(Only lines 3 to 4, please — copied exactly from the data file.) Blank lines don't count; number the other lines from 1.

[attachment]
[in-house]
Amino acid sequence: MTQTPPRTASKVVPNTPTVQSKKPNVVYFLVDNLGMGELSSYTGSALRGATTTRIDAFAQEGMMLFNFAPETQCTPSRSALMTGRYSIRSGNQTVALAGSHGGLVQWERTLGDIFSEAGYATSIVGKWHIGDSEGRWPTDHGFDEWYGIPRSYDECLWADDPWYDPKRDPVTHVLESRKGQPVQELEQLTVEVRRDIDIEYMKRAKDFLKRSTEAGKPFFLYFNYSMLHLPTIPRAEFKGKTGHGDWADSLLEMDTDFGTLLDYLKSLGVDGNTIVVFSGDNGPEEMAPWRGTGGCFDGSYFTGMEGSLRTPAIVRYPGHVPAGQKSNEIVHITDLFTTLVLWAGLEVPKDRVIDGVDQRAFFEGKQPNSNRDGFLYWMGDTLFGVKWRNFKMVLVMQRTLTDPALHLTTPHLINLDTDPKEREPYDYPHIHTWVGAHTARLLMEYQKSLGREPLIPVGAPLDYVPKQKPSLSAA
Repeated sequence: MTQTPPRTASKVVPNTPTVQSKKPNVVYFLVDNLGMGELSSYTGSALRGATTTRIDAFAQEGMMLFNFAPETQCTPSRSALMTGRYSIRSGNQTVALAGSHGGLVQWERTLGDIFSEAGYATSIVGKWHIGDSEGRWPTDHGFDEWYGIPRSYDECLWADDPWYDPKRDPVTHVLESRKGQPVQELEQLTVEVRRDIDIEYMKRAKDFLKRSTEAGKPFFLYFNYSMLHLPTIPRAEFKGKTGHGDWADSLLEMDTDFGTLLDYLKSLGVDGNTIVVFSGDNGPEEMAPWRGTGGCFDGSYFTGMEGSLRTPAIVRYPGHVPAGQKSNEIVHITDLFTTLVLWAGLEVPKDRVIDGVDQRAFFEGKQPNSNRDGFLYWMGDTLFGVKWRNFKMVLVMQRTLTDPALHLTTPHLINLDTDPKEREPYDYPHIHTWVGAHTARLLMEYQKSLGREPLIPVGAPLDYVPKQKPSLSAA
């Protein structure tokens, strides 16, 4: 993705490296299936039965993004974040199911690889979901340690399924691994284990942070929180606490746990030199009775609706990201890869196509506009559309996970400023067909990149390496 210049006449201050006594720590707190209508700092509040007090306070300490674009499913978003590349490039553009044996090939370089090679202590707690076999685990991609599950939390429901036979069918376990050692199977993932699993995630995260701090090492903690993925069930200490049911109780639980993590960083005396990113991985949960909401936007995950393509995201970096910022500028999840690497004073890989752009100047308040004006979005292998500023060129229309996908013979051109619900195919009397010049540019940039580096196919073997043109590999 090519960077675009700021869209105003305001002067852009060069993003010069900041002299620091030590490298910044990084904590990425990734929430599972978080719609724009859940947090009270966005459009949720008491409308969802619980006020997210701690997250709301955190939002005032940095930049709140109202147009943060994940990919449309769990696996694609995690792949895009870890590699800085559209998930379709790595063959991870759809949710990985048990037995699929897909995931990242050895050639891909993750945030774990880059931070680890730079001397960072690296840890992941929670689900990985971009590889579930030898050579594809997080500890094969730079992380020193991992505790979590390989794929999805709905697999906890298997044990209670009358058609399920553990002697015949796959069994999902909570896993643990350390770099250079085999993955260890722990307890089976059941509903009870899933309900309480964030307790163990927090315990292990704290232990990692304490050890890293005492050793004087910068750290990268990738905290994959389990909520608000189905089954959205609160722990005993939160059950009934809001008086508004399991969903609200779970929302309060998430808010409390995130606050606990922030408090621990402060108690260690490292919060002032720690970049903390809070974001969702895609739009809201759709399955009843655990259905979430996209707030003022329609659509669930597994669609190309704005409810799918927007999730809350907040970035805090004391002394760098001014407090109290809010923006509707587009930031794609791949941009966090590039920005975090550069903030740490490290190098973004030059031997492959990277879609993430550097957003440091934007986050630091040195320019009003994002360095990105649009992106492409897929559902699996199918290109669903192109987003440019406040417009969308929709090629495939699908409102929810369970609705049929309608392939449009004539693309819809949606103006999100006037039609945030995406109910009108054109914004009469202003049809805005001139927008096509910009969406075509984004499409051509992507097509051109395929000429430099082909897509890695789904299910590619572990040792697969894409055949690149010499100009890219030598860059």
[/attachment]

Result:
Repeated sequence: MTQTPPRTASKVVPNTPTVQSKKPNVVYFLVDNLGMGELSSYTGSALRGATTTRIDAFAQEGMMLFNFAPETQCTPSRSALMTGRYSIRSGNQTVALAGSHGGLVQWERTLGDIFSEAGYATSIVGKWHIGDSEGRWPTDHGFDEWYGIPRSYDECLWADDPWYDPKRDPVTHVLESRKGQPVQELEQLTVEVRRDIDIEYMKRAKDFLKRSTEAGKPFFLYFNYSMLHLPTIPRAEFKGKTGHGDWADSLLEMDTDFGTLLDYLKSLGVDGNTIVVFSGDNGPEEMAPWRGTGGCFDGSYFTGMEGSLRTPAIVRYPGHVPAGQKSNEIVHITDLFTTLVLWAGLEVPKDRVIDGVDQRAFFEGKQPNSNRDGFLYWMGDTLFGVKWRNFKMVLVMQRTLTDPALHLTTPHLINLDTDPKEREPYDYPHIHTWVGAHTARLLMEYQKSLGREPLIPVGAPLDYVPKQKPSLSAA
């Protein structure tokens, strides 16, 4: 993705490296299936039965993004974040199911690889979901340690399924691994284990942070929180606490746990030199009775609706990201890869196509506009559309996970400023067909990149390496 210049006449201050006594720590707190209508700092509040007090306070300490674009499913978003590349490039553009044996090939370089090679202590707690076999685990991609599950939390429901036979069918376990050692199977993932699993995630995260701090090492903690993925069930200490049911109780639980993590960083005396990113991985949960909401936007995950393509995201970096910022500028999840690497004073890989752009100047308040004006979005292998500023060129229309996908013979051109619900195919009397010049540019940039580096196919073997043109590999 090519960077675009700021869209105003305001002067852009060069993003010069900041002299620091030590490298910044990084904590990425990734929430599972978080719609724009859940947090009270966005459009949720008491409308969802619980006020997210701690997250709301955190939002005032940095930049709140109202147009943060994940990919449309769990696996694609995690792949895009870890590699800085559209998930379709790595063959991870759809949710990985048990037995699929897909995931990242050895050639891909993750945030774990880059931070680890730079001397960072690296840890992941929670689900990985971009590889579930030898050579594809997080500890094969730079992380020193991992505790979590390989794929999805709905697999906890298997044990209670009358058609399920553990002697015949796959069994999902909570896993643990350390770099250079085999993955260890722990307890089976059941509903009870899933309900309480964030307790163990927090315990292990704290232990990692304490050890890293005492050793004087910068750290990268990738905290994959389990909520608000189905089954959205609160722990005993939160059950009934809001008086508004399991969903609200779970929302309060998430808010409390995130606050606990922030408090621990402060108690260690490292919060002032720690970049903390809070974001969702895609739009809201759709399955009843655990259905979430996209707030003022329609659509669930597994669609190309704005409810799918927007999730809350907040970035805090004391002394760098001014407090109290809010923006509707587009930031794609791949941009966090590039920005975090550069903030740490490290190098973004030059031997492959990277879609993430550097957003440091934007986050630091040195320019009003994002360095990105649009992106492409897929559902699996199918290109669903192109987003440019406040417009969308929709090629495939699908409102929810369970609705049929309608392939449009004539693309819809949606103006999100006037039609945030995406109910009108054109914004009469202003049809805005001139927008096509910009969406075509984004499409051509992507097509051109395929000429430099082909897509890695789904299910590619572990040792697969894409055949690149010499100009890219030598860059």